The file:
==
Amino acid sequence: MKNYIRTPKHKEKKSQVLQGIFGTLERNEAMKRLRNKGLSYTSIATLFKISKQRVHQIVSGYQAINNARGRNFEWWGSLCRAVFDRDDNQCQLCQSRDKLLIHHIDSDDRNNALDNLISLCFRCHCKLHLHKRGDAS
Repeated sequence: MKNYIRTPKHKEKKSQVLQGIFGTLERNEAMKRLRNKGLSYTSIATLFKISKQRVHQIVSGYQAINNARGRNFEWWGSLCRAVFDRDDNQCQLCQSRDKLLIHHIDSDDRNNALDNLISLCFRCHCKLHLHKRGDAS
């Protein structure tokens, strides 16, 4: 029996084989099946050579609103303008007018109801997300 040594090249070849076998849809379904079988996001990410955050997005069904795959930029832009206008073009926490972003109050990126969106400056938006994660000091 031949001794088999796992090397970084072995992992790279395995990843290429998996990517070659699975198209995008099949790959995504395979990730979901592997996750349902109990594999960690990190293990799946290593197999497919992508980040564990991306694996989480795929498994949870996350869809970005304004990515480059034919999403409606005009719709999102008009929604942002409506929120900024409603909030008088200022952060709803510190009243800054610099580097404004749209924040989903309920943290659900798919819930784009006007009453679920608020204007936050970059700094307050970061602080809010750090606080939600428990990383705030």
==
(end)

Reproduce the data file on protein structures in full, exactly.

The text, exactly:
Amino acid sequence: MKNYIRTPKHKEKKSQVLQGIFGTLERNEAMKRLRNKGLSYTSIATLFKISKQRVHQIVSGYQAINNARGRNFEWWGSLCRAVFDRDDNQCQLCQSRDKLLIHHIDSDDRNNALDNLISLCFRCHCKLHLHKRGDAS
Repeated sequence: MKNYIRTPKHKEKKSQVLQGIFGTLERNEAMKRLRNKGLSYTSIATLFKISKQRVHQIVSGYQAINNARGRNFEWWGSLCRAVFDRDDNQCQLCQSRDKLLIHHIDSDDRNNALDNLISLCFRCHCKLHLHKRGDAS
């Protein structure tokens, strides 16, 4: 029996084989099946050579609103303008007018109801997300 040594090249070849076998849809379904079988996001990410955050997005069904795959930029832009206008073009926490972003109050990126969106400056938006994660000091 031949001794088999796992090397970084072995992992790279395995990843290429998996990517070659699975198209995008099949790959995504395979990730979901592997996750349902109990594999960690990190293990799946290593197999497919992508980040564990991306694996989480795929498994949870996350869809970005304004990515480059034919999403409606005009719709999102008009929604942002409506929120900024409603909030008088200022952060709803510190009243800054610099580097404004749209924040989903309920943290659900798919819930784009006007009453679920608020204007936050970059700094307050970061602080809010750090606080939600428990990383705030």